As Begley writes explaining why some groups are more likely to succumb to COVID-19:
“In elderly people, as well as those with diabetes, heart disease, and other underlying conditions, the call-to-arms part of the immune system is weaker”
Equally, it opens up the preventive use of interferons for these at-risk populations. It will however require careful trials as their administration of interferons is often accompanied with strong side effects. Furthermore administration of a drug as a prophylactic as opposed to as a treatment is less straightforward. Hopeful area of research and potentially a route to continuing to strengthen the toolbox against COVID-19. (Link)
🏛 Mariana Mazzucato et al. writes “The Big Failure of Small Government” for Project Syndicate. The title is somewhat over-simplistic and provocative, as one could read from it that the article is a straight call for Big Government going forward. The authors advocate instead what they call “mission driven public administration” attempting by doing so of appeasing the risk of centralisation of power amongst an incompetent administration:
“Such a mission-driven approach to public administration should not be confused with top-down decision-making. Rather, it should be viewed as the best way to ensure dynamism, by nurturing fruitful relationships between innovators and tapping into the value of distributed intelligence”
The article still falls into the traditional left-right divide. I believe we can and need to be more imaginative with regards to the role of government and its interface with the private sector and the public in tackling the complex problems we face. (Link)
🎙 “Conversation with Tyler” podcast: “Paul Romer on a Culture of Science and Working Hard?”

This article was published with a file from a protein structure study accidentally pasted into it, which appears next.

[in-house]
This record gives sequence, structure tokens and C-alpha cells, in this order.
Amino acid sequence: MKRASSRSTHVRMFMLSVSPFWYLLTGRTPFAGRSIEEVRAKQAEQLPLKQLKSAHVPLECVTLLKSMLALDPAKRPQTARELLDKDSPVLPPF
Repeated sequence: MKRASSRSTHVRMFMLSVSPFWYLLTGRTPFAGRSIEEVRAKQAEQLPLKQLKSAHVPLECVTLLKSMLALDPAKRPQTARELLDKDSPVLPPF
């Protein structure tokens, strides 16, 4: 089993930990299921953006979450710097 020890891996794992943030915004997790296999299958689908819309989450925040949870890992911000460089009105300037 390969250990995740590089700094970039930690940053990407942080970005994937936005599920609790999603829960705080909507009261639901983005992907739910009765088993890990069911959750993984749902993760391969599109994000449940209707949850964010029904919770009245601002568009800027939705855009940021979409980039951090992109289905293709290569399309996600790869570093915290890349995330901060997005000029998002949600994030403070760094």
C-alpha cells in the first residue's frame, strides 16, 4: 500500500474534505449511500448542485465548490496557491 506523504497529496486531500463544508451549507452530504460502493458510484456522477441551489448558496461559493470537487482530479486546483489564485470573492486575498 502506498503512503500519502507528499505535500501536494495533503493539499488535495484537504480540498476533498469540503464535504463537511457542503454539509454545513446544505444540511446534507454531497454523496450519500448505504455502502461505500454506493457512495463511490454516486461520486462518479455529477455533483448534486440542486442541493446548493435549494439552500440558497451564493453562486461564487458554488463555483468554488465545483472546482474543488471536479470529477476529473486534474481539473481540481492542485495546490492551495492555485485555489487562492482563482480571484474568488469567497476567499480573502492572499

“Paul Romer makes his second appearance to discuss the failings of economics, how his mass testing plan for COVID-19 would work, what aspects of epidemiology concern him, how the FDA is slowing a better response, his ideas for reopening schools and Major League Baseball, where he agrees with Weyl’s test plan, why charter cities need a new name, what went wrong with Honduras, the development trajectory for sub-Saharan Africa, how he’d reform the World Bank, the underrated benefits of a culture of science, his heartening takeaway about human nature from his experience at Burning Man, and more.”
📊 A picture is worth a thousand words: Global (🌎) and local (with relevant flag) visualisation and forecasting tool
🦠 “Science Forum: SARS-CoV-2 (COVID-19) by the numbers” (Link)
“The COVID-19 pandemic is a harsh reminder of the fact that, whether in a single human host or a wave of infection across continents, viral dynamics is often a story about the numbers. In this article we provide a one-stop, curated graphical source for the key numbers (based mostly on the peer-reviewed literature) about the SARS-CoV-2 virus that is responsible for the pandemic. The discussion is framed around two broad themes: i) the biology of the virus itself; ii) the characteristics of the infection of a single human host.”
🇺🇸 “Is your community ready to reopen?”: A map of the US (50 states and 2,100+ counties) looking at reopening risks with metrics around 3 criteria: 1. Is COVID in retreat? 2. Are we testing enough? 3. Are our hospitals ready? (Link)
🌎The Financial Times (visualisation) has a data tracking page which is in front of the paywall, looking at cases and fatality curves for selective countries and metropolitan areas/region. It is not as extensive as the Madlag link below, where you can see static as well as animated images for a greater number of individual countries. (Link)
🇺🇸 The Johns Hopkins University resource center was the first one I used back in January they have now made available in their latest iteration a county by county dashboard in the US including information about health capacity, insurance coverage, ethnicity and age breakdown of the populatio (Link)
💊 The "Map of Hope" provides a geographical overview of planned, ongoing and completed clinical trials. It is put together with data from WHO Clinical Trials Search Portal by the Heidelberg Institute for Geoinformation technology. (Link)
🌍 MRC Centre for Global Infectious Disease Analysis started to publish weekly death estimates for countries (Link)
🇺🇸 The US Center for Disease Control and Surveillance (CDC) publishes “A Weekly Surveillance Summary of U.S. COVID-19 Activity” (Link)
Google has published a new website to “See how your community is moving around differently due to COVID-19”. They have a lot of data to do so… (Link)
🌎 Country by Country Curves: This is a GitHub made by my friend Francois Lagunas. He has written a script to scrape deaths and number of cases in order to visualise the rate of growth on a logarithmic scale. Great resource (Link)